Sunday, March 02, 2008

Re-Calibrate, Then Restart

Re-Calibrate, Then Restart

“Um, you’re going to re-calibrate your definition of ‘feeling sick.' Starting now,” one of my doctors said to me this week, clearly not impressed with my nonchalance.

The thing is, I wasn’t even being nonchalant. Not purposely, anyway. I was simply conditioned to be oblivious.

I’ve said before how so many aspects of living with chronic illness are universal—no matter what your particular symptoms or conditions are, there are some static themes. The more I write and the more experiences I cull together from other patients, the more firmly I believe this.

But it’s larger than that. So many things about living with chronic illness are universal, period. Whether you’ve been sick since birth or have never had more than a cold your whole life, still emotions and patterns resonate.

Recent events and twists and turns in my health status have made this especially clear.

Example #1, Stuck in a rut-ness: Is it me, or is the tendency to get stuck in a routine or pattern directly proportional to the longer and colder a winter is? Indoor workout routines get dull and less effective, piling on sweaters and layers of pants gets boring and repetitive, getting up in the morning when it’s still dark gets old fast. Yet there’s not much we can do besides hit the “repeat” button and keep on going.

Personally, my winter rut has been one punctuated by infections. While respiratory infections are an occupational hazard of being me, this winter has been beyond the norm. Since October, I haven’t gone more than 10 days without an infection. Bacterial, viral, ones that fester in my lungs and ones that invade my upper respiratory system—it’s definitely been an equal-opportunity season.

So hopefully it’s somewhat understandable that during the past two weeks when I felt exhausted, feverish, and had muscle and joint pain that I attributed to something else (more on that in a minute), it didn’t occur to me to do anything except go to work and keep doing what I needed to be doing? And that it didn’t occur to me that it could be the flu?

“I’m just gotten so used to feeling like I have an infection that I no longer stop to think about it too much,” I told my doctor. “It’s beginning to feel like normal, or at least not that sick.”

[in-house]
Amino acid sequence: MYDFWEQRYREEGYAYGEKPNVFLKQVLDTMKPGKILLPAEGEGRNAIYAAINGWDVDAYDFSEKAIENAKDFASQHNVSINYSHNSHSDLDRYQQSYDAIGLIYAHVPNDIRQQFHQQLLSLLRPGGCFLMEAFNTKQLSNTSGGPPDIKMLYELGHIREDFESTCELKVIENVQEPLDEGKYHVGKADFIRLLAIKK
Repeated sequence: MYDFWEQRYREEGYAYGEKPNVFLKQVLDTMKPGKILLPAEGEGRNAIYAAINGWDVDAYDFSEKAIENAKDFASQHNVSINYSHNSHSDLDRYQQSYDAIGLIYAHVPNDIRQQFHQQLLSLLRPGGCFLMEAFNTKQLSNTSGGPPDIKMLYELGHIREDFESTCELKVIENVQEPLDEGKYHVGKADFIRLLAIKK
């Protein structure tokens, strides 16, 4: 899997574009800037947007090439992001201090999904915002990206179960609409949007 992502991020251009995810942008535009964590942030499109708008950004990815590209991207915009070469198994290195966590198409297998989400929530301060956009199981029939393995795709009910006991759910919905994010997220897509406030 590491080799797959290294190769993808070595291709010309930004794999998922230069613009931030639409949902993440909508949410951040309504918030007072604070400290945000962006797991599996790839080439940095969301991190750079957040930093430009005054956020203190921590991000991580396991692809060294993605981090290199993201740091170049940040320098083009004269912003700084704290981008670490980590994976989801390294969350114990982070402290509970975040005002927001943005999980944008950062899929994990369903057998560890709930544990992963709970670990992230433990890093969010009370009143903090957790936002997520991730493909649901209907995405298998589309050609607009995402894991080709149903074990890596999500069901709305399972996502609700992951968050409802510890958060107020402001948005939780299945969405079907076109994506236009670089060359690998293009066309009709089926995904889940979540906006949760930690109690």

Hence the “re-calibration” comment, some in-office nebulizer treatments, and orders to stay in bed for several days.

“But can I teach my last class before spring break first? It’s in an hour,” I said.

She was not amused.

Example #2, Adaptation and Loss: Think about a loss in your life. Was it a bad-break-up? A close friend or family member moving away? Everyone’s experienced what it’s like to have a constant disappear from your life, and the adjustment period it takes to get used to its absence. Sometimes, it isn’t till you stop and realize you’re no longer consciously thinking about it every day that the absence is real.

Allow me to turn this around a little bit. Four years ago when steroid withdrawal caused my adrenals to crash, constant muscle pain and overwhelming fatigue became a part of my life for the next three years. The burning, cramping pain kept me awake at night and when my legs turned to “concrete” mid-step, I could be stranded. I got used to living like that, to never knowing when my body would halt, to walking slowly and trying not to wince.

My recovery was gradual, very slow, but as the months and years went by and my adrenals recovered, I inched closer to the baseline I had before the crash.And before I knew it, I wasn’t even thinking about that kind of pain anymore. I wasn’t planning errands and factoring in the “concrete syndrome.” I was just being me, and I wasn't even conscious of the change, of the absence of pain anymore.

So it wasn’t until that familiar burning pain, that last step of the staircase that seemed so far away, that slow, sluggish gait came back a couple of weeks ago that I realized how far I was from that place four years ago—and how terrified I was of ever going back to that constant. (The IV infusion of solumedrol every six weeks for years was also something I was loathe to repeat).